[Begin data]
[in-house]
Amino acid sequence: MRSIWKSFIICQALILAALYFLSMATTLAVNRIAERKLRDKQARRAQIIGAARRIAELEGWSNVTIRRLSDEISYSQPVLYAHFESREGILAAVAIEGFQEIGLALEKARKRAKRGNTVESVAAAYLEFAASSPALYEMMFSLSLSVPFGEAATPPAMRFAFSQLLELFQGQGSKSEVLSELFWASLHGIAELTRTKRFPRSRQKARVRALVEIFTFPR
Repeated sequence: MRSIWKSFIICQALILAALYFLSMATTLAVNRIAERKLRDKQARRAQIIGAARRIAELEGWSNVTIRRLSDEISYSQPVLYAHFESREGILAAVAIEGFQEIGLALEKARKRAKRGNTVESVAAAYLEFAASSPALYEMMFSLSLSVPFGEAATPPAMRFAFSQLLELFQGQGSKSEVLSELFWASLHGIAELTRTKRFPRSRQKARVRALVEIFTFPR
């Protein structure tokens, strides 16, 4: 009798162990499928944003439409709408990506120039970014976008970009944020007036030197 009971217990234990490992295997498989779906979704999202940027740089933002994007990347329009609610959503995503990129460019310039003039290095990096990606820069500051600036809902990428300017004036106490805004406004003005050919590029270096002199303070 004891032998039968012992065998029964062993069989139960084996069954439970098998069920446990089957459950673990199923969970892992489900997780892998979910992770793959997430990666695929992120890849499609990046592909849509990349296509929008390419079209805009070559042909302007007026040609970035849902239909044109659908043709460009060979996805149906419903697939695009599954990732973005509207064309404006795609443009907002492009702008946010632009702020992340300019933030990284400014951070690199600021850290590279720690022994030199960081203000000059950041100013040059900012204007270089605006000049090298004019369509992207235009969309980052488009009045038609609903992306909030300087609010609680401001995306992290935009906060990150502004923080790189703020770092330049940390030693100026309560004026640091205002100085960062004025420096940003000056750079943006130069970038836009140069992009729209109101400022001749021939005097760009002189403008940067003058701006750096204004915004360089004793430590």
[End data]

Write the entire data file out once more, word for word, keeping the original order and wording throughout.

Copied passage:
[in-house]
Amino acid sequence: MRSIWKSFIICQALILAALYFLSMATTLAVNRIAERKLRDKQARRAQIIGAARRIAELEGWSNVTIRRLSDEISYSQPVLYAHFESREGILAAVAIEGFQEIGLALEKARKRAKRGNTVESVAAAYLEFAASSPALYEMMFSLSLSVPFGEAATPPAMRFAFSQLLELFQGQGSKSEVLSELFWASLHGIAELTRTKRFPRSRQKARVRALVEIFTFPR
Repeated sequence: MRSIWKSFIICQALILAALYFLSMATTLAVNRIAERKLRDKQARRAQIIGAARRIAELEGWSNVTIRRLSDEISYSQPVLYAHFESREGILAAVAIEGFQEIGLALEKARKRAKRGNTVESVAAAYLEFAASSPALYEMMFSLSLSVPFGEAATPPAMRFAFSQLLELFQGQGSKSEVLSELFWASLHGIAELTRTKRFPRSRQKARVRALVEIFTFPR
């Protein structure tokens, strides 16, 4: 009798162990499928944003439409709408990506120039970014976008970009944020007036030197 009971217990234990490992295997498989779906979704999202940027740089933002994007990347329009609610959503995503990129460019310039003039290095990096990606820069500051600036809902990428300017004036106490805004406004003005050919590029270096002199303070 004891032998039968012992065998029964062993069989139960084996069954439970098998069920446990089957459950673990199923969970892992489900997780892998979910992770793959997430990666695929992120890849499609990046592909849509990349296509929008390419079209805009070559042909302007007026040609970035849902239909044109659908043709460009060979996805149906419903697939695009599954990732973005509207064309404006795609443009907002492009702008946010632009702020992340300019933030990284400014951070690199600021850290590279720690022994030199960081203000000059950041100013040059900012204007270089605006000049090298004019369509992207235009969309980052488009009045038609609903992306909030300087609010609680401001995306992290935009906060990150502004923080790189703020770092330049940390030693100026309560004026640091205002100085960062004025420096940003000056750079943006130069970038836009140069992009729209109101400022001749021939005097760009002189403008940067003058701006750096204004915004360089004793430590």